Pray the Devil Back to Hell
Life is exceptionally good right now. I'm sitting in a cafe named after my hometown, with good coffee and a good muffin, and I have never felt more proud to be a woman working for peace. This movement makes for excellent company. I'm still glowing from a screening of the documentary film Pray the Devil Back to Hell, about a group of gutsy, fed up women took peace into their own hands in Liberia, brought the major parties to the table, and made them negotiate, with the simple statement “we want peace, no more war.” I feel so proud to be a woman right now.
Some highlights include:
- This was the first time ever that Christian and Muslim women worked together in Liberia.
- They had a sex strike to get their husbands invested in peace.
- They brought President Charles Taylor and LURD (the opposition rebel group) to peace talks in Accra, Ghana. They went along and continued to monitor the process.
- When full-scale war broke out in Monrovia (the capital of Liberia) during the peace talks (as the women tell it, the warlords at the talks were living in luxury while jockeying for power and position and calling in orders from back rooms)
- After a particularly bloody episode where militants entered the US embassy, where many IDPs had taken shelter, the women in Accra went to the negotiating chamber, sat in front of the doors, and locked arms. In this way they trapped the delegates inside. Officers came and asked for the leader, and she stood up, announcing herself. They said they would arrest her, and she said she'd take off her clothes and make it easy for them (it is a curse in Africa to see your mother naked). - They left her alone. One delegate was prevented from jumping the barricade, and tried to kick the woman who stopped him, but was prevented by Mr. Abubakar, one of the mediators, who said “go and sit down. If you were a real man you wouldn't be killing your people.” The women gave the delegates two weeks, or they would do it again. They also demanded that they not be insulted anymore as they sat outside with their signs.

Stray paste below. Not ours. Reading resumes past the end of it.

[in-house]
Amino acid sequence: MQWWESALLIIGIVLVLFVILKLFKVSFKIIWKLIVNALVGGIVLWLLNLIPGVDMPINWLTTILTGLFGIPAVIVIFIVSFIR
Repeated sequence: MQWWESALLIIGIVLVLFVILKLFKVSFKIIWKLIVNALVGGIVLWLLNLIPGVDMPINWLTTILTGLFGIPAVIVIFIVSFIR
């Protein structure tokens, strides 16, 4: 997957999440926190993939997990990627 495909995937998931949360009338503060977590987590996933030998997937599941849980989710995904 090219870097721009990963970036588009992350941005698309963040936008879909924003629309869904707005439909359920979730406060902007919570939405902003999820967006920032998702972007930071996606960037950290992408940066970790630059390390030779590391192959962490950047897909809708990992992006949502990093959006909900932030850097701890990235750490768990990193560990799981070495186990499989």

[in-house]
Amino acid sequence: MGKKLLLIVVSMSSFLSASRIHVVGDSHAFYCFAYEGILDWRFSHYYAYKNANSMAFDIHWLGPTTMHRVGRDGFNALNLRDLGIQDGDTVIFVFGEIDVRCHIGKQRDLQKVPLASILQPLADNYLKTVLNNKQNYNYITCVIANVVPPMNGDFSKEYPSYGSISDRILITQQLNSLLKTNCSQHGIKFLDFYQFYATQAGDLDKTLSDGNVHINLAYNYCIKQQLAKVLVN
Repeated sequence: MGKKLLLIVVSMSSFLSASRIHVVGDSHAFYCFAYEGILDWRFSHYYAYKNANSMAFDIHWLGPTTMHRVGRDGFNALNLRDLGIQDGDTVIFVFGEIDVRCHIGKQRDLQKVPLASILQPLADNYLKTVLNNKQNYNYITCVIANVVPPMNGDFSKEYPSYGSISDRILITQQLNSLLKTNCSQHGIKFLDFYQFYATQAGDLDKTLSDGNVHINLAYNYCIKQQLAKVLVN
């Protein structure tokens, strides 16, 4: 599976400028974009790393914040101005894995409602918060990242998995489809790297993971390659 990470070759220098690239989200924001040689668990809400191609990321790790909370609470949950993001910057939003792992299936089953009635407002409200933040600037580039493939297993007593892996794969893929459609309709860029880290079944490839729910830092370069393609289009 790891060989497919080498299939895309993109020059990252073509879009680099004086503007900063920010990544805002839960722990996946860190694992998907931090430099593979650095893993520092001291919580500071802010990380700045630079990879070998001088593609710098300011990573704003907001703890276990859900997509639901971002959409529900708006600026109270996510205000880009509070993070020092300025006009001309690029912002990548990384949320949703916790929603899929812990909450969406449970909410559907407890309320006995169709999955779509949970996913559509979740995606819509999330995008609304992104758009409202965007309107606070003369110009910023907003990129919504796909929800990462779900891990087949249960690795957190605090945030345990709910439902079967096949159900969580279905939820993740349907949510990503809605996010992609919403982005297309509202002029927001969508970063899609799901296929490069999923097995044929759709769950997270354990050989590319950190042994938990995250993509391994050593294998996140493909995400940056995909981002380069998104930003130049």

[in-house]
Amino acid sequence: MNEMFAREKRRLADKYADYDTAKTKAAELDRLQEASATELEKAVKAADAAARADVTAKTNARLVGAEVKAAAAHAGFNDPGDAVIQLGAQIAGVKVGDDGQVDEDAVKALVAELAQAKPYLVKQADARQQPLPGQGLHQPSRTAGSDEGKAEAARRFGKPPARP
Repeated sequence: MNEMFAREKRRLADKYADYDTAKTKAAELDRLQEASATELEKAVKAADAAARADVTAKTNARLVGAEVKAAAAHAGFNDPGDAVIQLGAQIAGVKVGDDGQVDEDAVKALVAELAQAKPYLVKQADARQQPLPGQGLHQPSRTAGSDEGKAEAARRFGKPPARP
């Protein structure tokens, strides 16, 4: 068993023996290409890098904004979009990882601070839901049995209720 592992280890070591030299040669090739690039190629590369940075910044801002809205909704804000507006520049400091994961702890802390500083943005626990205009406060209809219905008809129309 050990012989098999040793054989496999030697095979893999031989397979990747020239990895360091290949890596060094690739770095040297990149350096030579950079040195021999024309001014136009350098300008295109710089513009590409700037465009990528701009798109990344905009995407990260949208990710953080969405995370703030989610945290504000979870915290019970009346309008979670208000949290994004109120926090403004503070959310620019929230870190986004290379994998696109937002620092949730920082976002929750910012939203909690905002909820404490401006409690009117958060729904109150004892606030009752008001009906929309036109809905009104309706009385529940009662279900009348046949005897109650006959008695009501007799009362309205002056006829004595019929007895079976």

- The mood of the talks became serious, and in two weeks an agreement was reached in which UN peacekeepers would be sent and a provisional government would give way to democratic elections. Taylor fled the country. Many warlords got positions in the government. These women didn't like that, and continue to hold the government accountable, in the knowledge that they can reassert their will at any time.
- When the UN directed militants to bring their weapons to be surrendered for compensation, the women knew this wouldn't work, but the UN said they were the experts and wouldn't listen. Violence ensued. As one of the women put it, “the UN didn't know what to do. Luckily for them, the women were there. We told them all what they were doing wrong...fortunately we were able to calm the situation down.”
One quote, especially, sticks with me. “We campaigned until we forgot that we could be raped.”
I am beyond inspired. This is the true meaning of empowerment. Of course, women should be inside the negotiating chamber as well as blockading the doors, but wow – if we could end our wars by wearing white (or whatever color) and constantly and confidently asserting all people's right to peace (and we can), what a world it would be!